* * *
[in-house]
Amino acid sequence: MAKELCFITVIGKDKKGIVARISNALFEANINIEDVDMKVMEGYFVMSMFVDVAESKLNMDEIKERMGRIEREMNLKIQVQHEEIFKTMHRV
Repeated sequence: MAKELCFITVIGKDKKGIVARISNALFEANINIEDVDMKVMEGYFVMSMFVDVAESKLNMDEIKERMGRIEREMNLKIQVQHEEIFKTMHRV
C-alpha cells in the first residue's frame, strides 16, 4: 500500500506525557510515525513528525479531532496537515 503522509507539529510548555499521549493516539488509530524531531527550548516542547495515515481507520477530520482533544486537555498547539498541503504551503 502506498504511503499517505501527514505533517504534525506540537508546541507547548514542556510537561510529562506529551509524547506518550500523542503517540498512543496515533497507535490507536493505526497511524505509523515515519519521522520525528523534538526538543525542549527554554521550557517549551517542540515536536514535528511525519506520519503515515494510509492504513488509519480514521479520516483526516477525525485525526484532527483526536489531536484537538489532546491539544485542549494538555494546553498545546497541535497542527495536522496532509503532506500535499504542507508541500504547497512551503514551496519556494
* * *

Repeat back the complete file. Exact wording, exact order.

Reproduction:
[in-house]
Amino acid sequence: MAKELCFITVIGKDKKGIVARISNALFEANINIEDVDMKVMEGYFVMSMFVDVAESKLNMDEIKERMGRIEREMNLKIQVQHEEIFKTMHRV
Repeated sequence: MAKELCFITVIGKDKKGIVARISNALFEANINIEDVDMKVMEGYFVMSMFVDVAESKLNMDEIKERMGRIEREMNLKIQVQHEEIFKTMHRV
C-alpha cells in the first residue's frame, strides 16, 4: 500500500506525557510515525513528525479531532496537515 503522509507539529510548555499521549493516539488509530524531531527550548516542547495515515481507520477530520482533544486537555498547539498541503504551503 502506498504511503499517505501527514505533517504534525506540537508546541507547548514542556510537561510529562506529551509524547506518550500523542503517540498512543496515533497507535490507536493505526497511524505509523515515519519521522520525528523534538526538543525542549527554554521550557517549551517542540515536536514535528511525519506520519503515515494510509492504513488509519480514521479520516483526516477525525485525526484532527483526536489531536484537538489532546491539544485542549494538555494546553498545546497541535497542527495536522496532509503532506500535499504542507508541500504547497512551503514551496519556494